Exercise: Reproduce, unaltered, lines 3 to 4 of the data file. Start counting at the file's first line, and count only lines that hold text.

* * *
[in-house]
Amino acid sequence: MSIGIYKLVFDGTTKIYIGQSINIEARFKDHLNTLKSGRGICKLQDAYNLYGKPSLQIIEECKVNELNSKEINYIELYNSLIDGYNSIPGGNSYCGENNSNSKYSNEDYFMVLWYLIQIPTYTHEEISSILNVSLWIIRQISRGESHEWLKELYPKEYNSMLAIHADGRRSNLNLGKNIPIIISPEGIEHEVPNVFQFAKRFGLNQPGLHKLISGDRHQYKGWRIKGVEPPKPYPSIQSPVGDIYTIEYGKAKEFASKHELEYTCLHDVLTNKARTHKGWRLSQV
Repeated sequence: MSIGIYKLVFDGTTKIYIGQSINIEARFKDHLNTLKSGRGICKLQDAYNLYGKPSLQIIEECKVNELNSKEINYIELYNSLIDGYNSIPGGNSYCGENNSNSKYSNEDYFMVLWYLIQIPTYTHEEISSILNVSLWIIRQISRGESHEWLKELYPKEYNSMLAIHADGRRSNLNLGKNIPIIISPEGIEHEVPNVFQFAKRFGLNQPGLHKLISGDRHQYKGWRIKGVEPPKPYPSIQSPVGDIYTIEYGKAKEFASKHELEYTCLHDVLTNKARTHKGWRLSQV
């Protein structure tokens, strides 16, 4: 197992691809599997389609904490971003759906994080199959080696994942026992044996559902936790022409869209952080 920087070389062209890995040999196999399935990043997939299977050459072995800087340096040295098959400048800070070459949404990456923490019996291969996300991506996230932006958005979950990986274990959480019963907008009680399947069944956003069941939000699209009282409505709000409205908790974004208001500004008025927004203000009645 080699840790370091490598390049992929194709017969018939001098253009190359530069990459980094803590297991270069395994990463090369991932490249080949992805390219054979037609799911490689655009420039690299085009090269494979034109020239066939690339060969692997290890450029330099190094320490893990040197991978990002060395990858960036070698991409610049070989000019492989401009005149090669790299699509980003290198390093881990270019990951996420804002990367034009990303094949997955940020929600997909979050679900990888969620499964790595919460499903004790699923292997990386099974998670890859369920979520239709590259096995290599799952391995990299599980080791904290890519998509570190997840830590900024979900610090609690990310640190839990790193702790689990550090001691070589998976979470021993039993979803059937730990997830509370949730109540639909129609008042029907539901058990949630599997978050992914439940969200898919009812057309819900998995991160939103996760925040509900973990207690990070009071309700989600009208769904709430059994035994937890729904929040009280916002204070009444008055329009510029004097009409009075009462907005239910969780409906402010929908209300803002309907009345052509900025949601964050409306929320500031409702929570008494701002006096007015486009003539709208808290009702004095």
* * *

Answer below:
Repeated sequence: MSIGIYKLVFDGTTKIYIGQSINIEARFKDHLNTLKSGRGICKLQDAYNLYGKPSLQIIEECKVNELNSKEINYIELYNSLIDGYNSIPGGNSYCGENNSNSKYSNEDYFMVLWYLIQIPTYTHEEISSILNVSLWIIRQISRGESHEWLKELYPKEYNSMLAIHADGRRSNLNLGKNIPIIISPEGIEHEVPNVFQFAKRFGLNQPGLHKLISGDRHQYKGWRIKGVEPPKPYPSIQSPVGDIYTIEYGKAKEFASKHELEYTCLHDVLTNKARTHKGWRLSQV
């Protein structure tokens, strides 16, 4: 197992691809599997389609904490971003759906994080199959080696994942026992044996559902936790022409869209952080 920087070389062209890995040999196999399935990043997939299977050459072995800087340096040295098959400048800070070459949404990456923490019996291969996300991506996230932006958005979950990986274990959480019963907008009680399947069944956003069941939000699209009282409505709000409205908790974004208001500004008025927004203000009645 080699840790370091490598390049992929194709017969018939001098253009190359530069990459980094803590297991270069395994990463090369991932490249080949992805390219054979037609799911490689655009420039690299085009090269494979034109020239066939690339060969692997290890450029330099190094320490893990040197991978990002060395990858960036070698991409610049070989000019492989401009005149090669790299699509980003290198390093881990270019990951996420804002990367034009990303094949997955940020929600997909979050679900990888969620499964790595919460499903004790699923292997990386099974998670890859369920979520239709590259096995290599799952391995990299599980080791904290890519998509570190997840830590900024979900610090609690990310640190839990790193702790689990550090001691070589998976979470021993039993979803059937730990997830509370949730109540639909129609008042029907539901058990949630599997978050992914439940969200898919009812057309819900998995991160939103996760925040509900973990207690990070009071309700989600009208769904709430059994035994937890729904929040009280916002204070009444008055329009510029004097009409009075009462907005239910969780409906402010929908209300803002309907009345052509900025949601964050409306929320500031409702929570008494701002006096007015486009003539709208808290009702004095």